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Keywords: XML, XSLT, XPath, data transformations

Title: XSLT Cookbook

Author: Sal Mangano

Publisher: O'Reilly

ISBN: 0596003722

Media: Book

Level: Intermediate/Advanced

Verdict: A great learning resource and reference

Getting started with XSLT is pretty straightforward if you've got a simple task to complete. Pick any of the tutorials off the web, grab a copy of Saxon (or whatever) cut and paste a simple template and off you go. Once you've had a taste of what you can achieve you'll be wanting more, no doubt about it. However, digging deeper means really having to get to grips with the functional programming style of XSLT and this is where things can get tricky. At this point it pays to look at something like Michael Fitzgerald's 'Learning XSLT', which is a great introduction but even this only goes so far. Thankfully Sal Mangano's 'XSLT Cookbook' is a great way into more advanced topics.

Cookbooks are a great idea, whether it's for honing your skills in the food department or improving your coding skills. Of course in both cases you need to know your way around the kitchen first. In this case Mangano assumes a basic working knowledge of XSLT, as such this makes a great follow-on to an introductory text like 'Learning XSLT' or even Erik Ray's 'Learning XML'. There is no introductory chapter or refresher material in this book, it goes straight into the first recipes immediately after the preface.

The book is broken up into 14 chapters, which start from relatively straightforward topics such as string manipulation and maths and then moves on to look at things like transforming XML to text, XML to HTML, XML to XML and much more. More esoteric topics include XML to SVG transformations (including generating diagrams and charts direct from XML data), code generation, vertical applications (including Visio and Excel) and extending XSLT using Java and JavaScript. Finally, the book also includes a chapter on testing and debugging, a topic that rarely seems to get tackled.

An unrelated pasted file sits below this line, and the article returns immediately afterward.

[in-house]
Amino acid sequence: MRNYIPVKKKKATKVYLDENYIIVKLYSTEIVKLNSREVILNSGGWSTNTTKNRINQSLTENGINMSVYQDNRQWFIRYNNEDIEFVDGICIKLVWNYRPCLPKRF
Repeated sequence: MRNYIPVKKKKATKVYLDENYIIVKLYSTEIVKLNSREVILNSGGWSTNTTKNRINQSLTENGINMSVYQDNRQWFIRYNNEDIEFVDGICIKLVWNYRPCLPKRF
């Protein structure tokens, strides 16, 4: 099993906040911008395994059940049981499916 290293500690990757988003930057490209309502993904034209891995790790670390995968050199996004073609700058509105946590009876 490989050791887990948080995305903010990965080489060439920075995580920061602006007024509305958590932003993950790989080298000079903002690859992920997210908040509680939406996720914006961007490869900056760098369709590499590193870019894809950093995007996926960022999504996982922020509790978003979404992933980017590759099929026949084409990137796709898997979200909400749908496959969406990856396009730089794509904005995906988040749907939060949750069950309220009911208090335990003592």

Each chapter is organised into sections, and these are geared around problems to be solved (for example merging documents with identical schema, exporting XML to delimited data and so on). Each section starts with a statement of the problem to be solved which is followed with one or more solutions. These are illustrated with example data and (annotated) stylesheets. The solution is then wrapped up with a detailed discussion, including gotchas and alternatives, and finished with any relevant cross-references. The text is generally straightforward and to the point, it avoids the twin vices of condescension or lame humour.

As well as the wide range of recipes that are included in the book, and which make for great jumping off points for your own code, the book is useful in a number of ways. Firstly there is the sheer range and inventiveness of the code that is listed. The idea that XSLT is an extremely powerful and flexible programming language, (it is after all Turing complete), doesn't really sink in until you see templates that do date arithmetic or fill in for some of the missing math functions that aren't natively available. Secondly, many of the recipes in the book are built in modular fashion, reusing simpler templates and putting things together to create complex transformations. It's a great example to follow, and along with the many idioms that are included in the recipes, it adds significantly to the value to be gained from the book.

It's worth noting that the book is geared firmly around XSLT 1.0, there is little specific coverage of XSLT 2.0.

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